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i'm no choir boy. people lost their cool, and thank god no one got hurt. >> a group filed absolute in new jersey district court the latest battle to emerge over the use of a players likeness by his sports organization. football players have been engaged in suing the ncaa an sie since 2009 over this same issue. major league baseball player miguel cabrera was the first to to be back winner. after his last at bat tuesday against the defense, he suffered an abdominal injury and groin. they don't know if what he'sing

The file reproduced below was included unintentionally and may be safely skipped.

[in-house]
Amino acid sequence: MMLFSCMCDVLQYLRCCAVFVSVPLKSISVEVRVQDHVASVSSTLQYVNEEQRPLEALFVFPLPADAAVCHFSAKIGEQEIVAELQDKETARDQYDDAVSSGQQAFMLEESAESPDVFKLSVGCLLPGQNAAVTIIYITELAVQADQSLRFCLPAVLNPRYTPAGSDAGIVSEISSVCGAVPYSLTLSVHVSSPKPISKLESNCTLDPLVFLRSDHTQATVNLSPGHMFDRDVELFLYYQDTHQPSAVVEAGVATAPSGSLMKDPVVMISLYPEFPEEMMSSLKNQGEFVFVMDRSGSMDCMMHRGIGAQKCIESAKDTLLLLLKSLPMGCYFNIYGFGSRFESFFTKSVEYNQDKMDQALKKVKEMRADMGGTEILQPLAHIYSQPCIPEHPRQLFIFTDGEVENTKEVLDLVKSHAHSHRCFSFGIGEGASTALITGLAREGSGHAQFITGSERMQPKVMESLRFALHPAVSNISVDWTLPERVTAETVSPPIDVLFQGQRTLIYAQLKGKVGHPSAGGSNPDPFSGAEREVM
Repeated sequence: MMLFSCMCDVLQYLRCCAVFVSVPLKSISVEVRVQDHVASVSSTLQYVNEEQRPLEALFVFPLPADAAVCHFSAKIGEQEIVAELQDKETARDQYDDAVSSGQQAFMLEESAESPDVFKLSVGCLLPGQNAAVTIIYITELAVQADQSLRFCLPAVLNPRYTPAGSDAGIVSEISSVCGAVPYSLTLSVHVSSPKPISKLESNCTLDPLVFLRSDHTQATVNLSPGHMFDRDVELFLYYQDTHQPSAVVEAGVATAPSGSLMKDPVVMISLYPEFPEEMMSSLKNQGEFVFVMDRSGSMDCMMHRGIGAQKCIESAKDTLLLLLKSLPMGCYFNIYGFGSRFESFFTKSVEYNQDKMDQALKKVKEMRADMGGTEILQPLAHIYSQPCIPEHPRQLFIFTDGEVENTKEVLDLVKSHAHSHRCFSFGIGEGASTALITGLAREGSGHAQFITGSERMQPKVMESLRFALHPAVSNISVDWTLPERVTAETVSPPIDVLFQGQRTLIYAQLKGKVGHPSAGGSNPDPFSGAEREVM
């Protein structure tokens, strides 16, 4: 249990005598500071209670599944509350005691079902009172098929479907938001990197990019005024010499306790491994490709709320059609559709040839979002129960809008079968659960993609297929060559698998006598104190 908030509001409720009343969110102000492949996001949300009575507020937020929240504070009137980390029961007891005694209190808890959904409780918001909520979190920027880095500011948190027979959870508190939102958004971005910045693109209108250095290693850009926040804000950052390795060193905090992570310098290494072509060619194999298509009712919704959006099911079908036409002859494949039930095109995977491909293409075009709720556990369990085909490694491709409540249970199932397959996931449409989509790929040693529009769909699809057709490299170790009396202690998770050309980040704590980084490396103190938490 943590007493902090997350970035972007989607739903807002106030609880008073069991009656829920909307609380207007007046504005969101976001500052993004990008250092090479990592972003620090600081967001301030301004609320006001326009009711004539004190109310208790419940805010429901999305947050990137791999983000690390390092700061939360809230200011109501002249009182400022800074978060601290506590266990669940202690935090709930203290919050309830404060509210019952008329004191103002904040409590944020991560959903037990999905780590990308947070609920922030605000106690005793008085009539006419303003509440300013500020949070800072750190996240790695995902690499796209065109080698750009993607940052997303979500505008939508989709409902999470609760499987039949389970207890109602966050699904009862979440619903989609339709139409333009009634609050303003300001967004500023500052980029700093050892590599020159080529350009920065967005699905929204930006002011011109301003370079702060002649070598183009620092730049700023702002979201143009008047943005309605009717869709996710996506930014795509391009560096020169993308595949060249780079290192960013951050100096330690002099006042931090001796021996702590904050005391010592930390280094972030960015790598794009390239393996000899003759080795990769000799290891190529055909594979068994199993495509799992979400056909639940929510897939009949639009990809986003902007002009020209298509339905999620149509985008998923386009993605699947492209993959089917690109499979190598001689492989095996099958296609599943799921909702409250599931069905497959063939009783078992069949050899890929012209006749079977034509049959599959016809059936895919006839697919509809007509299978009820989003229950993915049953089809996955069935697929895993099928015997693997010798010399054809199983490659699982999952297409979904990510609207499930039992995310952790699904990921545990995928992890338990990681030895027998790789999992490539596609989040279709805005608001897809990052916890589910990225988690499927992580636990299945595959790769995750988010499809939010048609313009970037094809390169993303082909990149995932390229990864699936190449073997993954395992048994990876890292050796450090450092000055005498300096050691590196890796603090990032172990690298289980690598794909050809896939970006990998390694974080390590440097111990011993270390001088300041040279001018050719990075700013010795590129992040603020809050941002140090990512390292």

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aggravated or if he injured something new. in home runs he's second behind davis. he's unquestionably the best hitter right now and those injuries could really derail what he's trying to accomplish. >> if he's playing baseball in your town you need to get tickets. >> with no question. you need to watch. >> i want to take you to the southwest, that section of the country is facing the worst drought in decades. new mexico has been hit especially hard. many farmers are struggling rights now. casey kauffman is in the town of anthony. >> this is what we have. >> he has been here for